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Salt Lake Valley

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Title: Salt Lake Valley  
Author: World Heritage Encyclopedia
Language: English
Subject: Mormon pioneers, Pioneer Day (Utah), City Creek (Utah), Mormon Trail, Murray, Utah
Collection: Geography of Salt Lake City, Utah, Landforms of Salt Lake County, Utah, Valleys of Utah, Wasatch Front
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Salt Lake Valley

A portion of the Salt Lake Valley with Oquirrh Mountains in the background as seen looking southwest from City Creek Canyon.
Salt Lake Valley from space.
Greatest vertical relief in the valley. Twin Peaks has a rise of 7099 ft or 2164 m from the valley floor.

Salt Lake Valley is a 500-square-mile (1,300 km2) valley in Salt Lake County in the north-central portion of the U.S. state of Utah. It contains Salt Lake City and many of its suburbs, notably Murray, Sandy, South Jordan, West Jordan, and West Valley City; its total population is 1,029,655 as of 2010. Brigham Young said this is the place, when he and his fellow settlers moved into Utah after being driven out of several states.[1]

Contents

  • Geography 1
  • Development 2
  • See also 3
  • References 4

Geography

The Valley is surrounded in every direction except the northwest by steep mountains that at some points rise 7,100 feet (2,200 m) from the valley floor's base elevation. It lies nearly encircled by the Wasatch Mountains on the east, the Oquirrh Mountains on the west, Traverse Ridge to the south and the Great Salt Lake on the northwest, with the peaks of Antelope Island visible.

Every entrance into the valley is extremely narrow and often congested. They include the Point of the Mountain to the south via the Jordan Narrows, a gap in the Traverse Mountains, narrow entrances between the Great Salt Lake and Oquirrh Mountains to the northwest and the Great Salt Lake and the Wasatch Mountains to the north, and several canyons to the east including Parley's Canyon and Emigration Canyon.

Flowing from Utah Lake in Utah Valley in the south, the Jordan River runs north through a gap in the Traverse Mountains, bisecting the Valley before emptying into the Great Salt Lake. The Jordan River, along with numerous mountain streams and reservoirs, provides irrigation water to the rapidly growing Valley.

Development

The only areas that have not been urbanized in Salt Lake Valley are near the Great Salt Lake (prevented by frequent flooding) and in the far west and mid-southwest parts of the Valley, although even those areas are beginning to experience the effects of the Salt Lake City urban area's rapid expansion. This southwestern expansion is typified and will be facilitated by the Mountain View Corridor. Some experts are claiming that the Valley will be urbanized rim-to-rim within the next 50 years.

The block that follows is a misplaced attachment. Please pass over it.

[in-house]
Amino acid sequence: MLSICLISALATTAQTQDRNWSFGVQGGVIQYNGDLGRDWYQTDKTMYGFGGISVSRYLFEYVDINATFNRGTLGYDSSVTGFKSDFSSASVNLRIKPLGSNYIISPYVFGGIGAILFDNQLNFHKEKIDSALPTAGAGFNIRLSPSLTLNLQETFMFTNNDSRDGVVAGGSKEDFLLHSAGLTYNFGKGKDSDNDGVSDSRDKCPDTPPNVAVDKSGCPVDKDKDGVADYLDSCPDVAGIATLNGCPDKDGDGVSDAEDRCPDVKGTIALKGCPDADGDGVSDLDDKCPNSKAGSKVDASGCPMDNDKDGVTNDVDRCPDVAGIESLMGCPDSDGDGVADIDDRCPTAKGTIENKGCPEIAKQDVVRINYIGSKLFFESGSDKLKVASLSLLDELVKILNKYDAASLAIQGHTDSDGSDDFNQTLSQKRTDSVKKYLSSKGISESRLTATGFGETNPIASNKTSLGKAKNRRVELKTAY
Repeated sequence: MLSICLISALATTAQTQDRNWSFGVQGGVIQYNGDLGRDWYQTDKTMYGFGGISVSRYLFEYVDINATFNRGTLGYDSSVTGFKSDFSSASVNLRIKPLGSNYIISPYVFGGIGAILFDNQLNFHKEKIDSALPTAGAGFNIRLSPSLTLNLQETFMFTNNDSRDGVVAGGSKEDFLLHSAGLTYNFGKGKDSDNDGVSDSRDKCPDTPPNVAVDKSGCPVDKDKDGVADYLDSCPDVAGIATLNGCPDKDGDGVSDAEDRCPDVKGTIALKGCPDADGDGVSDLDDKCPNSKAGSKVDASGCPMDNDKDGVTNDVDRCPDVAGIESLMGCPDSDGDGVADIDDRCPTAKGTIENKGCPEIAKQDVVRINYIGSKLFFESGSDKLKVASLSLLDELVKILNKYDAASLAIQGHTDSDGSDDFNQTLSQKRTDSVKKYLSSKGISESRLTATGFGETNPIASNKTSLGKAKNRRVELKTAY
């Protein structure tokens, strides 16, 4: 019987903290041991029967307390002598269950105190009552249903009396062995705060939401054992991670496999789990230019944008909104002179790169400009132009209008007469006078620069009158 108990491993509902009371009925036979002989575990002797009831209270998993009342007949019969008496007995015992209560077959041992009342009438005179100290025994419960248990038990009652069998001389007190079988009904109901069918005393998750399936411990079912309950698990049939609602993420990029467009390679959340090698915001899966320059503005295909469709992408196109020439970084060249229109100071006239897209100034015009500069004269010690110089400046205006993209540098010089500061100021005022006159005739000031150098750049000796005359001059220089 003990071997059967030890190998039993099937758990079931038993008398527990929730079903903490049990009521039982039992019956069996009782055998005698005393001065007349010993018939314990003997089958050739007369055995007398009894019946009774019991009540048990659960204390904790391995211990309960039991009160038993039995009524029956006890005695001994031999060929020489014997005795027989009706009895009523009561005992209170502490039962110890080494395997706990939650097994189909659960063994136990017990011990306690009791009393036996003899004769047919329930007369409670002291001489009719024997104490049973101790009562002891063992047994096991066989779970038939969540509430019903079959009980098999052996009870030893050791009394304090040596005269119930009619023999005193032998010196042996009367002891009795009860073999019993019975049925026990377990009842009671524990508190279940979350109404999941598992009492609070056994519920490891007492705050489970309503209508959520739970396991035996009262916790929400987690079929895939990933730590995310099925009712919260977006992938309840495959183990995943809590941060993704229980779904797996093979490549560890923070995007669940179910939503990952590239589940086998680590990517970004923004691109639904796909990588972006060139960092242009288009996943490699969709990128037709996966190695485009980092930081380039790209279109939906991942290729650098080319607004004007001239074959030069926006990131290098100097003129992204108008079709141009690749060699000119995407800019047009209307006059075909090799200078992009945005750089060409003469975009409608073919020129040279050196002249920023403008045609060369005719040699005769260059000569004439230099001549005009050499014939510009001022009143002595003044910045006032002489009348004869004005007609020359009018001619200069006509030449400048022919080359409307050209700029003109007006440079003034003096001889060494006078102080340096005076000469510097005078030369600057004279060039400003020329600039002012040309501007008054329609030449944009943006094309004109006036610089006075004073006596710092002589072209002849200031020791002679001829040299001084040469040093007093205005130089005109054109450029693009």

A company known as Kennecott Land, which owns the eastern foothills of the Oquirrhs in the western part of the valley, recently drafted a plan that would develop the rest of the entire valley within 75 years, adding at least 500,000 residents. The first development, known as the Daybreak Community, has substantial portions already completed but continues construction. It will focus on transit-oriented development (it already has service by TRAX light rail and will also feature a ski resort in the Oquirrh Mountains and a university campus.

Interstate 15 runs north to south through the middle-eastern portion of the Valley and Interstate 80 runs east to west in the northern quarter of the Valley from Parley's Canyon into Tooele County to the west (where it cuts across a small portion of the Great Salt Lake). The Interstate 215 belt route, State Route 154 (Bangerter Highway), State Route 201 (21st South Freeway), and State Route 85 (Mountain View Corridor) are also major transportation routes. The Utah Transit Authority operates an extensive bus system across the Wasatch Front, including the Salt Lake Valley, in addition to three light rail lines (known as TRAX) in the Valley. A commuter rail line known as FrontRunner runs north to Pleasant View in Weber County and south to Provo in Utah County.[2]

See also

References

  1. ^ Utah Pioneers (Salt Lake City, 1880), p. 23, quoted in Leland H. Creer, The Founding of an Empire (Salt Lake City, 1947), p. 302, n. 913. Cited by Poll R. Dealing with Dissonance: Myths, Documents and Faith. Sunstone, 1988 p. 17, available online at sunstonemagazine.com
  2. ^ Map"FrontRunner"TRAX & (pdf).  

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